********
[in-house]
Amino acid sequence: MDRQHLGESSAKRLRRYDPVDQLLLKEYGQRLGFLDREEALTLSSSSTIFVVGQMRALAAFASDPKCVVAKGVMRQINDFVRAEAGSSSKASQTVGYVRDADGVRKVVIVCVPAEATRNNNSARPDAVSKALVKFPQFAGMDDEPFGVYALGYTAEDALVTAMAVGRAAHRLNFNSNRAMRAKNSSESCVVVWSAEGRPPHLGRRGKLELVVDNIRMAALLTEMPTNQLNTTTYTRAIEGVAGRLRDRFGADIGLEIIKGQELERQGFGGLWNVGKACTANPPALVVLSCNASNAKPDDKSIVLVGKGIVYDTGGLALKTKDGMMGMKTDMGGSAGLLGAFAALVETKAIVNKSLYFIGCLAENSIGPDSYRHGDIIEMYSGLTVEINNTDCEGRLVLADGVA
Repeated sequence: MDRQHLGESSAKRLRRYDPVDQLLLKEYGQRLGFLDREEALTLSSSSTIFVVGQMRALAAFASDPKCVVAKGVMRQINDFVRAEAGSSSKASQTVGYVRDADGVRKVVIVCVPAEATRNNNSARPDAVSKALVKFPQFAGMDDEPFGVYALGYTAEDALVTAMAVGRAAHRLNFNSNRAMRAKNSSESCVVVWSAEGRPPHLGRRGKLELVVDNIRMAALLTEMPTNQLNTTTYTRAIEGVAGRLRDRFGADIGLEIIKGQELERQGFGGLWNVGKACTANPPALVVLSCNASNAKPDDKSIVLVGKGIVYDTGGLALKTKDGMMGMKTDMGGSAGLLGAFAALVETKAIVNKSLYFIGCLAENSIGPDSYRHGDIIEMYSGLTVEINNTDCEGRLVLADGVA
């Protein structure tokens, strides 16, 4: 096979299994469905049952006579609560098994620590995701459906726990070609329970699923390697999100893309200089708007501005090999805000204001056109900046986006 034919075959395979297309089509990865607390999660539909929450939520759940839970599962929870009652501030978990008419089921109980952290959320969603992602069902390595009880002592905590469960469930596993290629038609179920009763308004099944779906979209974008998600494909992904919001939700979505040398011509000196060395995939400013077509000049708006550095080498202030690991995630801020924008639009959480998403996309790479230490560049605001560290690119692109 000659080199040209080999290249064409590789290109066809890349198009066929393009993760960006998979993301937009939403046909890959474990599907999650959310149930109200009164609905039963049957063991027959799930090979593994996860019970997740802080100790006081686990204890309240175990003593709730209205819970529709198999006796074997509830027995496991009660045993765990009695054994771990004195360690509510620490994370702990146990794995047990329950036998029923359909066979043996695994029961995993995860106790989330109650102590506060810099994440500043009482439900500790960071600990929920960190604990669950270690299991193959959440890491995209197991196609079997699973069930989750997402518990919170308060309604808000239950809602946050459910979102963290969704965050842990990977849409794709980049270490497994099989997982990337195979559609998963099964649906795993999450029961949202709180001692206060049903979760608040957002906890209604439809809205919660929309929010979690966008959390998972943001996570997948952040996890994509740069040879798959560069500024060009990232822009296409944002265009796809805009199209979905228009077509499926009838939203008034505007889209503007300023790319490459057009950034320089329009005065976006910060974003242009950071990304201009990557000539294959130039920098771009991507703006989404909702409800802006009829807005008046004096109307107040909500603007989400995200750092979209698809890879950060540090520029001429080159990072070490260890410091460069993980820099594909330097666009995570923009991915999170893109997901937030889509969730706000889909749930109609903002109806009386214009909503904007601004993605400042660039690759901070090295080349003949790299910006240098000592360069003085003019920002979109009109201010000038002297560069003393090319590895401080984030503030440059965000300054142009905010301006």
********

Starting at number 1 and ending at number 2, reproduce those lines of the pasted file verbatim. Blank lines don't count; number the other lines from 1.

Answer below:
[in-house]
Amino acid sequence: MDRQHLGESSAKRLRRYDPVDQLLLKEYGQRLGFLDREEALTLSSSSTIFVVGQMRALAAFASDPKCVVAKGVMRQINDFVRAEAGSSSKASQTVGYVRDADGVRKVVIVCVPAEATRNNNSARPDAVSKALVKFPQFAGMDDEPFGVYALGYTAEDALVTAMAVGRAAHRLNFNSNRAMRAKNSSESCVVVWSAEGRPPHLGRRGKLELVVDNIRMAALLTEMPTNQLNTTTYTRAIEGVAGRLRDRFGADIGLEIIKGQELERQGFGGLWNVGKACTANPPALVVLSCNASNAKPDDKSIVLVGKGIVYDTGGLALKTKDGMMGMKTDMGGSAGLLGAFAALVETKAIVNKSLYFIGCLAENSIGPDSYRHGDIIEMYSGLTVEINNTDCEGRLVLADGVA